March 22, 2013
(Columbia, MD) – Project Access of Howard Community College (HCC) will hold its eleventh annual conference for parents and professionals, “Transitioning Students with Disabilities…Success on the Postsecondary Level and Beyond,” on Friday, April 19, 2013, from 9 a.m. to 4 p.m. on the campus of HCC. Registration for the event is $120 on or before March 29, $140 between March 29 and April 12, or $150 for registration received after April 12. Lunch is included with the registration fee. Accommodations, such as a sign language interpreter, enlarged print/Braille materials or others are available upon request. To register, access the registration form at http://bit.ly/project_access or register in-person prior to the event from 8 to 10 a.m. in the lobby of the Horowitz Visual and Performing Arts Center. For additional questions, contact Dr. Linda Schnapp, assistant director of Project Access, at 443-518-4625 or firstname.lastname@example.org.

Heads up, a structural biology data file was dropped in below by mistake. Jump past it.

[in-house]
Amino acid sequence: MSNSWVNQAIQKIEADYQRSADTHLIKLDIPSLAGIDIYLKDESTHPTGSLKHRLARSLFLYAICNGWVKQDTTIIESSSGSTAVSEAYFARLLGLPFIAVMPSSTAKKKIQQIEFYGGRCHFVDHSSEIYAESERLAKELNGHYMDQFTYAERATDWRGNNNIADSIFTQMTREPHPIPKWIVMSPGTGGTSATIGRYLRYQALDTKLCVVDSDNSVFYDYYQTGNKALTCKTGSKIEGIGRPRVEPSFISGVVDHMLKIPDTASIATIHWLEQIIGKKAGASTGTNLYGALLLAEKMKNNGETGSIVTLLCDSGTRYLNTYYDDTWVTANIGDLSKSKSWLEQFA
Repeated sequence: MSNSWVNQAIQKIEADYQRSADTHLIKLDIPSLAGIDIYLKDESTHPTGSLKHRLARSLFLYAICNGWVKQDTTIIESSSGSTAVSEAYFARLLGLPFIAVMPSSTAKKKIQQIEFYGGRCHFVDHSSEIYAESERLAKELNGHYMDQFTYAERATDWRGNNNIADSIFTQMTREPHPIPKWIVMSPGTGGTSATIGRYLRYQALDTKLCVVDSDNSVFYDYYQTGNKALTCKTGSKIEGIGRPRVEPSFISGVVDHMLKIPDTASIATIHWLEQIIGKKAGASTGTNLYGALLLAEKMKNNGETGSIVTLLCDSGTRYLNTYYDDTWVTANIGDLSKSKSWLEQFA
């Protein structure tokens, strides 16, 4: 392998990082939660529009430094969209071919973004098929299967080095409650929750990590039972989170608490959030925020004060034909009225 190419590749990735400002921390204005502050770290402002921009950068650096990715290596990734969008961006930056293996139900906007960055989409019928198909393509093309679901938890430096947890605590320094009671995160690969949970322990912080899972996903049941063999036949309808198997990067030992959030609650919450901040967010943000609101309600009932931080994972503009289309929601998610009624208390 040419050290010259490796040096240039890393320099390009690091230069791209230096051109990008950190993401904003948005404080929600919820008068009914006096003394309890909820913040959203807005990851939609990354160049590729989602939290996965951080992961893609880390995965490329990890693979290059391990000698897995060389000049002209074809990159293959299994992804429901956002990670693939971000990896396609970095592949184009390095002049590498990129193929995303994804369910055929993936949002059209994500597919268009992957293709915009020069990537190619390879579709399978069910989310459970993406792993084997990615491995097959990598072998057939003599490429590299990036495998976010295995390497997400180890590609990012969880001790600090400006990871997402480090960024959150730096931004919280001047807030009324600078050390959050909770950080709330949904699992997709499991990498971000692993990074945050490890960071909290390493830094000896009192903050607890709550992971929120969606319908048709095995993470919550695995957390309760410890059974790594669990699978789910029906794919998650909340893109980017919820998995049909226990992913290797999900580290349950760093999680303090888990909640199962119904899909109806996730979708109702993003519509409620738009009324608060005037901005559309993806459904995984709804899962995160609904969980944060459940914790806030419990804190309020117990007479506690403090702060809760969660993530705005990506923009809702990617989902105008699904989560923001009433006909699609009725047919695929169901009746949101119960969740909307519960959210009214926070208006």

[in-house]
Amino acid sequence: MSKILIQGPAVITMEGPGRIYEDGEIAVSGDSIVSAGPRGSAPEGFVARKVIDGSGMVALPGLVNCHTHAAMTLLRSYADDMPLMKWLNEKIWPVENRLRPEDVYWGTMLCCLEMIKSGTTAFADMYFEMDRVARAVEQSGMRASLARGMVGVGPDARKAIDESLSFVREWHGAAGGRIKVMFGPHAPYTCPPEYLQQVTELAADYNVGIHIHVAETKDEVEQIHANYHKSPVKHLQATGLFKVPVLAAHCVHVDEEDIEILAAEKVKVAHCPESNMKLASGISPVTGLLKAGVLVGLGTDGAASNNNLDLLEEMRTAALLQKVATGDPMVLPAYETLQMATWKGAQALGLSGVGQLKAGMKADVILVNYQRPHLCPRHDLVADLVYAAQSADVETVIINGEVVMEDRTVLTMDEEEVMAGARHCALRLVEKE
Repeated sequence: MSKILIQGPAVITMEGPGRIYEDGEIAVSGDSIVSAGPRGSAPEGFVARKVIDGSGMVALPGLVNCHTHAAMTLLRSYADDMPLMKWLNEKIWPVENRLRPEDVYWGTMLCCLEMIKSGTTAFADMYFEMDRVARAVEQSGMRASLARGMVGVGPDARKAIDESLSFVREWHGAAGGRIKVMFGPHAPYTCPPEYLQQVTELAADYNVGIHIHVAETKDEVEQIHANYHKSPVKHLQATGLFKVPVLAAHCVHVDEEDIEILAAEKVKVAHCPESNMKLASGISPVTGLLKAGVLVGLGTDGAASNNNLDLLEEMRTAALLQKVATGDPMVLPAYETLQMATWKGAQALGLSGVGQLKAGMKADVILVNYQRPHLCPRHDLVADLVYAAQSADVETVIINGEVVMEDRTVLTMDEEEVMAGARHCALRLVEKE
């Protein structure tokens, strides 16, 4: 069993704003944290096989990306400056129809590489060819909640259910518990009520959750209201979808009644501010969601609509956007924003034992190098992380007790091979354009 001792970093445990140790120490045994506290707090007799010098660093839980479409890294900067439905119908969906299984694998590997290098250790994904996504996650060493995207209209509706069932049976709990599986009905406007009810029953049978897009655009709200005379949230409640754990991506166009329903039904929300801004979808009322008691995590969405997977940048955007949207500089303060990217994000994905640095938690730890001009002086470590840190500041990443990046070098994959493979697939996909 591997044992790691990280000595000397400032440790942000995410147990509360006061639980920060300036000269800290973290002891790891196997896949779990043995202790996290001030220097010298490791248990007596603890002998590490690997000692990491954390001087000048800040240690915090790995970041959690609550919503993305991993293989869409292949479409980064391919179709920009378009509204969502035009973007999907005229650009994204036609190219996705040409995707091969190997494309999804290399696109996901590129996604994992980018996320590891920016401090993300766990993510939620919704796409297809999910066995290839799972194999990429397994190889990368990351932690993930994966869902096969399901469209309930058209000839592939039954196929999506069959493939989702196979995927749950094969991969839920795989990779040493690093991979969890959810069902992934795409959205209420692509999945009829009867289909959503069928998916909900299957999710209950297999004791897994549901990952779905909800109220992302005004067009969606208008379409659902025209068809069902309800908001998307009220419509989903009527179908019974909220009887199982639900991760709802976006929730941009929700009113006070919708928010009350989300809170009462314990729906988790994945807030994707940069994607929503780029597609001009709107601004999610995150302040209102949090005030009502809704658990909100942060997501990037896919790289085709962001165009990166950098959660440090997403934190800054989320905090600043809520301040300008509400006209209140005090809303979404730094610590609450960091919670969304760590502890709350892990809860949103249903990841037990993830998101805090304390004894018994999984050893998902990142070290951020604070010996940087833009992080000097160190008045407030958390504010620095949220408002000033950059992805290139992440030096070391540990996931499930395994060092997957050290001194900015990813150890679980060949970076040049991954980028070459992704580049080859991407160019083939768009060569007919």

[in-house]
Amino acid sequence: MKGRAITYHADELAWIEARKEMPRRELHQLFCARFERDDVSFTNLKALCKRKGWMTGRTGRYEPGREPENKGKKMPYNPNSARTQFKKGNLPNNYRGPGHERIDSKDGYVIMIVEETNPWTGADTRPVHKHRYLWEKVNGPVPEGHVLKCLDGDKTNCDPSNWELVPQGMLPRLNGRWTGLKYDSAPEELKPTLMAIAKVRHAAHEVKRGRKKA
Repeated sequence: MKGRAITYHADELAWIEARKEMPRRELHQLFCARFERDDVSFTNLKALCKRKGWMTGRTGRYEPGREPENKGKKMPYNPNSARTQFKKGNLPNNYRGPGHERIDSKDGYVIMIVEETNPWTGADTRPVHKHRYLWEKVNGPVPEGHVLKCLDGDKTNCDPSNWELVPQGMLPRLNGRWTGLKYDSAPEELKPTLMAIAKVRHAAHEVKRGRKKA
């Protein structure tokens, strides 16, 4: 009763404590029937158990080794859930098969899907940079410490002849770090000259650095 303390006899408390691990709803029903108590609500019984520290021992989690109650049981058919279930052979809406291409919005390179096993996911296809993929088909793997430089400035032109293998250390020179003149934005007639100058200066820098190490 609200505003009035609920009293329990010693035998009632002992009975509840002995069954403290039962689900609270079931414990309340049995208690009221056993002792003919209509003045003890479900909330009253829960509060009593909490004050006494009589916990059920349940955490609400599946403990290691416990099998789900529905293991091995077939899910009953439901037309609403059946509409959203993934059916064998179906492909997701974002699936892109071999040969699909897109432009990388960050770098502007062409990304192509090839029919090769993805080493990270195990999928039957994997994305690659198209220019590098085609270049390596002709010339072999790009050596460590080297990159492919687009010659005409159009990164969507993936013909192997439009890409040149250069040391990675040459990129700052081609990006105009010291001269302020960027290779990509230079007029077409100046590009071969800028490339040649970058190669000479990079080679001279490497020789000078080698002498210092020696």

Lisa Schoenbrodt, EdD, CCC-SLP, professor, Department of Speech-Language Pathology/Audiology at Loyola University Maryland, will give an early keynote presentation on “Transitioning Students to College: The Impact of Speech and Language Disabilities and the Role of the Speech Language Pathologist.” Thomas J. Barkley, MEd, transition specialist at the Maryland State Department of Education, will give a luncheon keynote presentation on “Moving Toward Independence.”
Over a dozen workshops are scheduled with experts from throughout Maryland on topics such as the connection between documentation and accommodations in higher education; universal design in the college classroom; the challenges of minority students with disabilities in higher education; current practices in Howard County Public Schools for supporting and ensuring successful transitions from school to college/career readiness; technology at Howard Community College for enhancing inclusive and innovative teaching; research on nonmedical use of prescription stimulants among college students; and the impact of anxiety or depression on young adults with learning differences.